Inc., Part I:
After all, it is a Business
Prentice St. Clair
I have been privileged with writing this column for almost three
years now. In that time, we have discussed various topics in automotive
detailing, both on the operational side and also on the administrative
side. We just
finished up a long series on interior detailing (for a wrap-up,
see the July 2006 issue of Auto Laundry News) and back in 2004,
we did a series on automotive paint technology and care (since
this series dates a little further back, we offer an outline at
the end of this article). The editors of this publication and I
thought it would be a good idea at this point
to switch modes and have a series
on more of the “business” of automotive detailing.
Automotive detailing attracts many entrepreneurs and sole proprietors
because it seems — at least on the face of it — that
detailing is a relatively simple business to start.
This statement contains two words of concern — “simple” and “business.”
A SIMPLE BUSINESS?
First, there is the word “simple.” Yes,
automotive detailing is “simple” when you consider
that it is mostly about cleaning and protecting vehicle surfaces.
Nonetheless, if you have read this column for any length of time,
you would have realized that there is a lot to that process.
the technical side of automotive detailing involves understanding
the professional equipment, chemicals, and techniques that are
used. The equipment helps to get the job done faster and better.
There is a range of chemicals that are specifically designed for
the dozen or so automotive surfaces that we are trying to clean
and protect. And there are generally-accepted techniques that help
us best combine the equipment and chemicals with knowledge of the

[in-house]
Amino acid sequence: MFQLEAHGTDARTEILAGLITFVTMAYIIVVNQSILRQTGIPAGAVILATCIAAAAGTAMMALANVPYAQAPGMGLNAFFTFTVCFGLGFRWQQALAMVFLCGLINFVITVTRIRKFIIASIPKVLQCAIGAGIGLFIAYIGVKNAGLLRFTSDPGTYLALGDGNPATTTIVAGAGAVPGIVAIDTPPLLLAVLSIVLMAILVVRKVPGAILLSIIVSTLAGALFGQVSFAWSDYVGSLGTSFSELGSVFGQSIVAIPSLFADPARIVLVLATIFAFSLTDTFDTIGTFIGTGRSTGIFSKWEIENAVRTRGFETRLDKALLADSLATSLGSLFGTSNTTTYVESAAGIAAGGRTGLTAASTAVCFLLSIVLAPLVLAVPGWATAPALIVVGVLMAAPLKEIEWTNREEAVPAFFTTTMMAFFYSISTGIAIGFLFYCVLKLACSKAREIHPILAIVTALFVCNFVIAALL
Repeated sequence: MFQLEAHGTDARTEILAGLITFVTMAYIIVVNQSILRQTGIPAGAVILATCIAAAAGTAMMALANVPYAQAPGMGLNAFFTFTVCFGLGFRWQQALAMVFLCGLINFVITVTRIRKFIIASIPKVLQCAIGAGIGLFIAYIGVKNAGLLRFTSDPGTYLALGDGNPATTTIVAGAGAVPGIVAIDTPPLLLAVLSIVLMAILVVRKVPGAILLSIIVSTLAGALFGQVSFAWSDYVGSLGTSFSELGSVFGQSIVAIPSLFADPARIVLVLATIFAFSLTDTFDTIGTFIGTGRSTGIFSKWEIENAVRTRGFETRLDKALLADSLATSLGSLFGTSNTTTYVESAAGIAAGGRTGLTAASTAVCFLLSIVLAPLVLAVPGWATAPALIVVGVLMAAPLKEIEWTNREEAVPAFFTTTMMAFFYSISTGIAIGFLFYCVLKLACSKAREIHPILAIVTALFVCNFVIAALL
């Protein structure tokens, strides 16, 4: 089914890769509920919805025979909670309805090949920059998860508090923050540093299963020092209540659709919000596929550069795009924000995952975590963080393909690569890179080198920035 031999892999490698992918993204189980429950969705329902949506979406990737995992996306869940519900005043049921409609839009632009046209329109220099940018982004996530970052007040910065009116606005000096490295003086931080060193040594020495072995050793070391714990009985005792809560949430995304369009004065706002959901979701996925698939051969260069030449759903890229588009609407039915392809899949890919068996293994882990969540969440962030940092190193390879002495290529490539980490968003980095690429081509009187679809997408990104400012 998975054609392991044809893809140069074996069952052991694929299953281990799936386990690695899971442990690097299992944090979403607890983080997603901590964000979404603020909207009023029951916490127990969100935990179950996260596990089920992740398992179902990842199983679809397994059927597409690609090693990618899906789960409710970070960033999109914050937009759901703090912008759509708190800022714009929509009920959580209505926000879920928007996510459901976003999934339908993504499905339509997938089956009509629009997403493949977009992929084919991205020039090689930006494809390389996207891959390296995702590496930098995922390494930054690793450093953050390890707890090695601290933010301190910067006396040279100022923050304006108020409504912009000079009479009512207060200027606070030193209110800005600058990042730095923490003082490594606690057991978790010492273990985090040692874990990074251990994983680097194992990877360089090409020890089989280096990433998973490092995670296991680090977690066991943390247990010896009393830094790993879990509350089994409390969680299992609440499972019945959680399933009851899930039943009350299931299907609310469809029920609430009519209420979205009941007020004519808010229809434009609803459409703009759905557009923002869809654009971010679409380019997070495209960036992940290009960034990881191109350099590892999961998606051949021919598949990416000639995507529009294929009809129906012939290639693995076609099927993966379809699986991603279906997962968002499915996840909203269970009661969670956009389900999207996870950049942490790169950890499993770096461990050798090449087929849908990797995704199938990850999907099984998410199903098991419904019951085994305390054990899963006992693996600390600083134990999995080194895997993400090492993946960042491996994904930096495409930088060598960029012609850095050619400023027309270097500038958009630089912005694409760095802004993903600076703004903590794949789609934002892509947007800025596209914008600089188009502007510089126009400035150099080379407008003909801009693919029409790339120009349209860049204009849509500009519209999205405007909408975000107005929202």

vehicle surfaces to make the car look its best and keep it that
way as long as possible.
Unfortunately, many who dabble in detailing
as a “business” think
that throwing a hose, bucket, vacuum, and a bottle of wax in the
trunk makes them a “professional detailer.” Those of
us who have been doing this for a while know that this can’t
be farther from the truth. Truly professional automotive detailing
requires a surprisingly large amount of knowledge and practice.
For years, I have strongly recommended formal training and education,
either on-site from a recognized trainer or at a detail school.
At a minimum, one should be reading recognized detailing manuals
viewing demonstration videos. Otherwise, it takes months and years
to slowly acquire all of the information from hit-and-miss experiences
out in the field.
The biggest problem with learning through experience
alone is that you are basically using your customers’ vehicles
as a classroom. The results will not always be the best possible,
so your early customers may not be as delighted as they could be.
If, on the other hand, you get yourself properly trained from the
beginning, you can offer excellent results from the beginning,
and your customers will sing your praises, leading to more and
more customer referrals. Additionally, providing the best results
right from the start allows you to charge the highest prices right
from the start, which makes your business more profitable — right
from the start!
MAKING BUSINESS SIMPLE